A new study has found that eating dairy, fruits and vegetables may affect the mix of bacteria in a toddler’s gut, potentially influencing lifelong health.
The University of Queensland’s Paula Smith-Brown studied the diet and microbiota of dozens of Queensland toddlers.
“An unbalanced gut microbiota is thought to be related to many health conditions, including diabetes, obesity, gut disorders and allergies,” Ms Smith-Brown said.
“The gut microbiota is established in the first few years of life and diet is considered one of the most important modifiable factors determining what our gut microbiota is like.”
Ms Smith-Brown, an Accredited Practising Dietitian at the UQ Children’s Nutrition Research Centre, found that dairy intake was associated with less diverse gut bacteria, typical of the ‘Western’ microbiota.
“People who live more ancient lifestyles, including hunter-gatherer and agricultural societies have more diverse gut microbiota,” Ms Smith-Brown said.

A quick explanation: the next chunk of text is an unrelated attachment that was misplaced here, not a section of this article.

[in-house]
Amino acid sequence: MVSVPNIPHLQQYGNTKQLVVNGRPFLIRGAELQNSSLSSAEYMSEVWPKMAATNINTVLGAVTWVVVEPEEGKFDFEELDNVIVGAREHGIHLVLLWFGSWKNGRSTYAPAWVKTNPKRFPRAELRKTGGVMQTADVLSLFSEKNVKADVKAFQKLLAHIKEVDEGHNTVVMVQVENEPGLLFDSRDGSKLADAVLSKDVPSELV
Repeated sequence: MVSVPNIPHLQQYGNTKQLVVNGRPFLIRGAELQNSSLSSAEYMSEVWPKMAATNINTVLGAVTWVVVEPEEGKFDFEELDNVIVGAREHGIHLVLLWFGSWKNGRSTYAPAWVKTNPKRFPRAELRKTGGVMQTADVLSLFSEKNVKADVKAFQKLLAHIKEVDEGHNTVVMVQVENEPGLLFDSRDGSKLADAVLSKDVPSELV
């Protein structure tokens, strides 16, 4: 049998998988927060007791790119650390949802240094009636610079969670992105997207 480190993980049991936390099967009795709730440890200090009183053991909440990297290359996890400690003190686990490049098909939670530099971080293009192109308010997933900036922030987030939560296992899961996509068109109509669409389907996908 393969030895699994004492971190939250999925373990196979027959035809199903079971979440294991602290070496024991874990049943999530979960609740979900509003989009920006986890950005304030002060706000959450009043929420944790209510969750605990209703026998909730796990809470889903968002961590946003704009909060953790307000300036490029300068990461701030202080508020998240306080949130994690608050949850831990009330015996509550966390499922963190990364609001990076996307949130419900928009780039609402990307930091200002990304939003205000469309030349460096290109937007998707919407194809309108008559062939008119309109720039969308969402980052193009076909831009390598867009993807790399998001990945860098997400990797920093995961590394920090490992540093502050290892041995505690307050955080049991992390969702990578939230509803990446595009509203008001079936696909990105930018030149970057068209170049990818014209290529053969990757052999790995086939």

“The Western diet is unusual in that it contains significant quantities of pasteurised cow’s milk products.
“It is possible that dairy intake is causing us to have different microbiota to what we’ve evolved to have.”
Ms Smith-Brown said more research is needed to understand the association between dairy intake and gut microbiota and the associated health consequences.
“Dairy products are an important part of a child’s diet and provide a valuable source of protein and calcium to support healthy growth, so we are not suggesting that intake be reduced based on this research.”
The study found that fruit and vegetable intake were associated with altered levels of some bacteria.
“It is possible that microbiota changes may be one of the reasons that eating fruits and vegetables is associated with so many health benefits,” Ms Smith-Brown said.
“If someone is looking to improve their diet, eating more fruits and vegetables is usually a good place to start.”
“For people who have food or gut issues which they think might be linked to their gut microbiota I would recommend seeing an Accredited Practising Dietitian.
“It may not be a case of ‘one size fits all’ – understanding the relationship between diet and microbiota is an important step in developing personalised nutrition advice in the future.”
The study is published in Scientific Reports.